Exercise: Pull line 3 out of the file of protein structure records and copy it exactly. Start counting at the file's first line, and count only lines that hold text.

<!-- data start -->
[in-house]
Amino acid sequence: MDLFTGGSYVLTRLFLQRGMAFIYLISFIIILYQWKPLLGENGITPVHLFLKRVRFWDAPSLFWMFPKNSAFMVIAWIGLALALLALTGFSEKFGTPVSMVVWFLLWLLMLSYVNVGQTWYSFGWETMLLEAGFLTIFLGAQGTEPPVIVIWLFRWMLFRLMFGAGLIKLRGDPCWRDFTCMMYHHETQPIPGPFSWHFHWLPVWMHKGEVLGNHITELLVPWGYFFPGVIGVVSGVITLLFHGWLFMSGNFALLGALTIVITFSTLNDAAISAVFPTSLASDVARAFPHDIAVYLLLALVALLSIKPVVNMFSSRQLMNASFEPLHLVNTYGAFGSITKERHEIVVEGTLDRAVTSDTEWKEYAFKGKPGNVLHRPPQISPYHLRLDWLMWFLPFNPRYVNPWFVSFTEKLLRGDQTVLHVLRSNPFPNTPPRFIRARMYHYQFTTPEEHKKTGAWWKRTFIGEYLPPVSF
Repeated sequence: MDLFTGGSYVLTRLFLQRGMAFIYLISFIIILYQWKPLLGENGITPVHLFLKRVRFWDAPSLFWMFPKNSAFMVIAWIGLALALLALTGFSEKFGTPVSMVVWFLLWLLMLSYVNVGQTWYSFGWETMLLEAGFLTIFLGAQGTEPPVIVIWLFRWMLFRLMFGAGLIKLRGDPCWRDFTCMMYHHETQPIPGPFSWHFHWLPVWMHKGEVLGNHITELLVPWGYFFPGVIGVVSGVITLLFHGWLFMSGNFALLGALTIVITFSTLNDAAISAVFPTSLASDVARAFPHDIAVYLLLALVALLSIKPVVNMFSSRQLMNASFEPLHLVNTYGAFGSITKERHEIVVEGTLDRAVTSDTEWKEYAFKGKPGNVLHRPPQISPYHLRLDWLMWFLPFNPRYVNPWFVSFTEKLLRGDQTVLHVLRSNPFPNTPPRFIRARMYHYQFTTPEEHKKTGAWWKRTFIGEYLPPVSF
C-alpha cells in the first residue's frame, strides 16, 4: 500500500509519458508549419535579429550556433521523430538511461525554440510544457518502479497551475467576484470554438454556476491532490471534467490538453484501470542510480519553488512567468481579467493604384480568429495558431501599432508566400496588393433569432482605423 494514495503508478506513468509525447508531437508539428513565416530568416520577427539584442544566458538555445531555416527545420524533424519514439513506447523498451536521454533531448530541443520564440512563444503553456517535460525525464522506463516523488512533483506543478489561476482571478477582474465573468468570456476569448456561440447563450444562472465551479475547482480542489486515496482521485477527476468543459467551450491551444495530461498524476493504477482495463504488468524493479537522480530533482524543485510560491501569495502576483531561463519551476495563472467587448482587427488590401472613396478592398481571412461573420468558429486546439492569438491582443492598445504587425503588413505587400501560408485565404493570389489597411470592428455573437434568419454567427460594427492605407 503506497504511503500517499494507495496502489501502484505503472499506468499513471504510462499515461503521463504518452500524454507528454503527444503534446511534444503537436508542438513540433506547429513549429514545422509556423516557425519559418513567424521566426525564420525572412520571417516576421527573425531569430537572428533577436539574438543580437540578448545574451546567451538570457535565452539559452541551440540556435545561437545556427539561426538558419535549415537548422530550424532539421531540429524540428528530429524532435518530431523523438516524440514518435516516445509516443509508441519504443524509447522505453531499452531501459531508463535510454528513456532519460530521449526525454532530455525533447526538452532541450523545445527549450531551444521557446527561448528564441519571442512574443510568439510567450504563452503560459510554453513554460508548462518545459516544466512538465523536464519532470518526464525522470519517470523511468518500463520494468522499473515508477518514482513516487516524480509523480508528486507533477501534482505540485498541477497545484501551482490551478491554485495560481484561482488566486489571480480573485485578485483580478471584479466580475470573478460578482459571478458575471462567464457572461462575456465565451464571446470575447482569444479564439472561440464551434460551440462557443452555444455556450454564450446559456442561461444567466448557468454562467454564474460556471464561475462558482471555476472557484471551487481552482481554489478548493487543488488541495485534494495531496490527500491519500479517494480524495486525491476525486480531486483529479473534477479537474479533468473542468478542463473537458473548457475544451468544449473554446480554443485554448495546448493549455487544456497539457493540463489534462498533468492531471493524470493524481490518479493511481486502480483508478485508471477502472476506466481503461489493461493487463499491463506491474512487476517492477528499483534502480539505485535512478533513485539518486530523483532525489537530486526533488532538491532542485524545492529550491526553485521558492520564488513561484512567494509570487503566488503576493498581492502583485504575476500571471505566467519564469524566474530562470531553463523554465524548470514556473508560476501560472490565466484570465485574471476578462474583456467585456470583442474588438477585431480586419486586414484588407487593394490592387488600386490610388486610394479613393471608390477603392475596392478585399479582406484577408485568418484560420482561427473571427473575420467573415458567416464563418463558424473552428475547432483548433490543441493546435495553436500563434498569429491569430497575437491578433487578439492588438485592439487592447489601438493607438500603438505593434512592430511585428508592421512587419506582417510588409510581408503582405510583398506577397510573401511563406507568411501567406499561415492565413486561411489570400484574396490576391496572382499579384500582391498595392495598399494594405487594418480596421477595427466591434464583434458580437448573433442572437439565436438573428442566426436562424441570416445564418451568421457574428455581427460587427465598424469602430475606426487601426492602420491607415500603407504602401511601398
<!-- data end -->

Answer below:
Repeated sequence: MDLFTGGSYVLTRLFLQRGMAFIYLISFIIILYQWKPLLGENGITPVHLFLKRVRFWDAPSLFWMFPKNSAFMVIAWIGLALALLALTGFSEKFGTPVSMVVWFLLWLLMLSYVNVGQTWYSFGWETMLLEAGFLTIFLGAQGTEPPVIVIWLFRWMLFRLMFGAGLIKLRGDPCWRDFTCMMYHHETQPIPGPFSWHFHWLPVWMHKGEVLGNHITELLVPWGYFFPGVIGVVSGVITLLFHGWLFMSGNFALLGALTIVITFSTLNDAAISAVFPTSLASDVARAFPHDIAVYLLLALVALLSIKPVVNMFSSRQLMNASFEPLHLVNTYGAFGSITKERHEIVVEGTLDRAVTSDTEWKEYAFKGKPGNVLHRPPQISPYHLRLDWLMWFLPFNPRYVNPWFVSFTEKLLRGDQTVLHVLRSNPFPNTPPRFIRARMYHYQFTTPEEHKKTGAWWKRTFIGEYLPPVSF